Appears in
Oxford Companion to Food

By Alan Davidson

Published 2014

  • About

shrimp a term which always refers to certain crustaceans, to wit those in the sub-order Natantia (swimmers) in the order Decapoda Crustacea (ten-footed crustaceans), but which, with the associated term ‘prawn’, is used in different ways on the two sides of the Atlantic— and in other parts of the world, depending on whether use of the English language has been influenced by the British or by Americans. Since the FAO (Food and Agriculture Organization of the United Nations) has taken the trouble to produce a comprehensive Catalogue of Shrimps and Prawns of the World (Holthuis, 1980), they may be allowed to explain:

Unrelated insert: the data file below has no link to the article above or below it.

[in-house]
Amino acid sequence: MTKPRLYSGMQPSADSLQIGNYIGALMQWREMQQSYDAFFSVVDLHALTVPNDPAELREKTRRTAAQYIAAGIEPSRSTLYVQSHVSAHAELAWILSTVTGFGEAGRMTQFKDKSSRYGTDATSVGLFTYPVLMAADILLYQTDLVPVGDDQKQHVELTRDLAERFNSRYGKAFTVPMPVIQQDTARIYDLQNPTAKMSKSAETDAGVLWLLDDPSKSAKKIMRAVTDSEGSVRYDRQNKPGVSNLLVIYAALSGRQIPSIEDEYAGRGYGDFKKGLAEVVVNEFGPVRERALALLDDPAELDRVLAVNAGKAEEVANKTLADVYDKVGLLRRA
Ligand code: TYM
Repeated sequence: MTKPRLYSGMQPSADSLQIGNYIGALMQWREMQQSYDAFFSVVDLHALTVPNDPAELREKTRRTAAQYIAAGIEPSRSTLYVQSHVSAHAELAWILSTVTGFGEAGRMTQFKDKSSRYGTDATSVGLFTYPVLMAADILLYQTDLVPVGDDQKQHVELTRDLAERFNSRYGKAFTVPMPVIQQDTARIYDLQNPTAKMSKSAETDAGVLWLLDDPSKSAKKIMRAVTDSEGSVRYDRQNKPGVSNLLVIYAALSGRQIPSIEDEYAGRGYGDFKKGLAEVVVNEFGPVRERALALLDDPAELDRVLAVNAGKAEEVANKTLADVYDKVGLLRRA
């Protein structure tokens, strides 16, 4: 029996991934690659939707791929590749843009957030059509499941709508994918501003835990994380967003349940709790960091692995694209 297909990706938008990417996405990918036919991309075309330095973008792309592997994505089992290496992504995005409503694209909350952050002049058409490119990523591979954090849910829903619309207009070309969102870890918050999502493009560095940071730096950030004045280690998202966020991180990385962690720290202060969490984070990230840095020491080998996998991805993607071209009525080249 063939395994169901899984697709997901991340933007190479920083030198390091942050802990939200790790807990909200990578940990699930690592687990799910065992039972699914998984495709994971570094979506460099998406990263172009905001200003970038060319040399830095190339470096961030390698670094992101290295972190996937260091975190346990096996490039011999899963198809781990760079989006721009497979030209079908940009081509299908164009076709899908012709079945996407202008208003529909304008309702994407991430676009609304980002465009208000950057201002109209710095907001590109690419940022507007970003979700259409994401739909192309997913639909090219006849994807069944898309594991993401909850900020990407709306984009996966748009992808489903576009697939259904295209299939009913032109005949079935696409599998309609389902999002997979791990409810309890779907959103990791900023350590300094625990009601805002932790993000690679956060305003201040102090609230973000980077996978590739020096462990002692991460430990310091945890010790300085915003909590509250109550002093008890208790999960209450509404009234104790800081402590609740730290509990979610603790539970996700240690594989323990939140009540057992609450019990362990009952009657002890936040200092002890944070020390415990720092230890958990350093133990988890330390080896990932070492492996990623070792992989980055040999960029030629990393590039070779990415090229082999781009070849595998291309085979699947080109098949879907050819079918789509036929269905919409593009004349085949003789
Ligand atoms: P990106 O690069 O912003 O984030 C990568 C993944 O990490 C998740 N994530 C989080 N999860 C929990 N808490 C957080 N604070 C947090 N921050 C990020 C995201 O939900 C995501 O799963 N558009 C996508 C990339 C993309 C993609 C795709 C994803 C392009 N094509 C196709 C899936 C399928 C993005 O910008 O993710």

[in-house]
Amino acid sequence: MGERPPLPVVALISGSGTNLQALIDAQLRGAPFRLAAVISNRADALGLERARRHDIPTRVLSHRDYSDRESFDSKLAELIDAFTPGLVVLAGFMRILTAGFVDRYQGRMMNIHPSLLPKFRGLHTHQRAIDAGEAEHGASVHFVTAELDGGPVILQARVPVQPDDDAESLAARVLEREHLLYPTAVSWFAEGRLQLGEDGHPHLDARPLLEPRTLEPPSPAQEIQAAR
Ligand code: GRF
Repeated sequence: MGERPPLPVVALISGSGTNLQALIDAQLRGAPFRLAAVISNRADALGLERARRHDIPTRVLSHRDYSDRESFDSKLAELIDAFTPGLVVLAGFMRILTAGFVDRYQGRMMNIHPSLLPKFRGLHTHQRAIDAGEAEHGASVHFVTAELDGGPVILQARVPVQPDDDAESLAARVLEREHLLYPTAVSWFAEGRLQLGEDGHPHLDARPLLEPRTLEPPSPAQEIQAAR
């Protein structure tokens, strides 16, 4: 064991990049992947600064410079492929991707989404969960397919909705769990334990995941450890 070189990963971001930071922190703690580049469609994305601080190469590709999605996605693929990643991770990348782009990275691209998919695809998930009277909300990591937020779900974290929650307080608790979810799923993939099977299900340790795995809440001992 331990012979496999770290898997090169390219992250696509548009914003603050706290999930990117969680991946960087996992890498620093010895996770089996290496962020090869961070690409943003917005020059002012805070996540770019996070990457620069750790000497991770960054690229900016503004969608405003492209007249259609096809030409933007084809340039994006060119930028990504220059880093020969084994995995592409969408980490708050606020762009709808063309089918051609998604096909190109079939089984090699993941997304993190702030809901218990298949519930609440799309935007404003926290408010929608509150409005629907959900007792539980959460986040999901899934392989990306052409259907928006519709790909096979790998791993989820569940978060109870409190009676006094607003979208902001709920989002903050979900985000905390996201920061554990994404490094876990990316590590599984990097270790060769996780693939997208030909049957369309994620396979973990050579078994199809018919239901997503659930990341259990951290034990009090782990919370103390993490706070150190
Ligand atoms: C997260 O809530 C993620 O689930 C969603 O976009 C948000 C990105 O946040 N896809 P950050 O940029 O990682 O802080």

we may say that in Great Britain the term ‘shrimp’ is the more general of the two, and is the only term used for Crangonidae and most smaller species. ‘Prawn’ is the more special of the two names, being used solely for Palaemonidae and larger forms, never for the very small ones.

In North America the name ‘prawn’ is practically obsolete and is almost entirely replaced by the word ‘shrimp’ (used for even the largest species, which may be called ‘jumbo shrimp’). If the word ‘prawn’ is used at all in America it is attached to small species.